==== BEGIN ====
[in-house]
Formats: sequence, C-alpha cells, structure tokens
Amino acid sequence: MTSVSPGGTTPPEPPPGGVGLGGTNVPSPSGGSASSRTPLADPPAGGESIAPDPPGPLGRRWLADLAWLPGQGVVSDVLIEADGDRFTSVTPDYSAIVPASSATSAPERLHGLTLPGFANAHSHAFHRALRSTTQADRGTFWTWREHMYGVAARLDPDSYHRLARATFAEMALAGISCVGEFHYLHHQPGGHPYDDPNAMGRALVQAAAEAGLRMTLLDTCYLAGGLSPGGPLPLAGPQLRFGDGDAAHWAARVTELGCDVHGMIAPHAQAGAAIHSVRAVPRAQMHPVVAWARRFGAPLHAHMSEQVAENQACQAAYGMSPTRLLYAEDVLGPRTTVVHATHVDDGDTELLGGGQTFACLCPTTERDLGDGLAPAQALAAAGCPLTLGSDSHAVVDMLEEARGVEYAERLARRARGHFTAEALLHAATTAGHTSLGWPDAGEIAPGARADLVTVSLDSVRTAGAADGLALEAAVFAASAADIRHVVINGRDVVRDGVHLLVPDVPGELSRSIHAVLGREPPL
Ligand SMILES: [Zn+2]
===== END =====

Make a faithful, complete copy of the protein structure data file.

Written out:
[in-house]
Formats: sequence, C-alpha cells, structure tokens
Amino acid sequence: MTSVSPGGTTPPEPPPGGVGLGGTNVPSPSGGSASSRTPLADPPAGGESIAPDPPGPLGRRWLADLAWLPGQGVVSDVLIEADGDRFTSVTPDYSAIVPASSATSAPERLHGLTLPGFANAHSHAFHRALRSTTQADRGTFWTWREHMYGVAARLDPDSYHRLARATFAEMALAGISCVGEFHYLHHQPGGHPYDDPNAMGRALVQAAAEAGLRMTLLDTCYLAGGLSPGGPLPLAGPQLRFGDGDAAHWAARVTELGCDVHGMIAPHAQAGAAIHSVRAVPRAQMHPVVAWARRFGAPLHAHMSEQVAENQACQAAYGMSPTRLLYAEDVLGPRTTVVHATHVDDGDTELLGGGQTFACLCPTTERDLGDGLAPAQALAAAGCPLTLGSDSHAVVDMLEEARGVEYAERLARRARGHFTAEALLHAATTAGHTSLGWPDAGEIAPGARADLVTVSLDSVRTAGAADGLALEAAVFAASAADIRHVVINGRDVVRDGVHLLVPDVPGELSRSIHAVLGREPPL
Ligand SMILES: [Zn+2]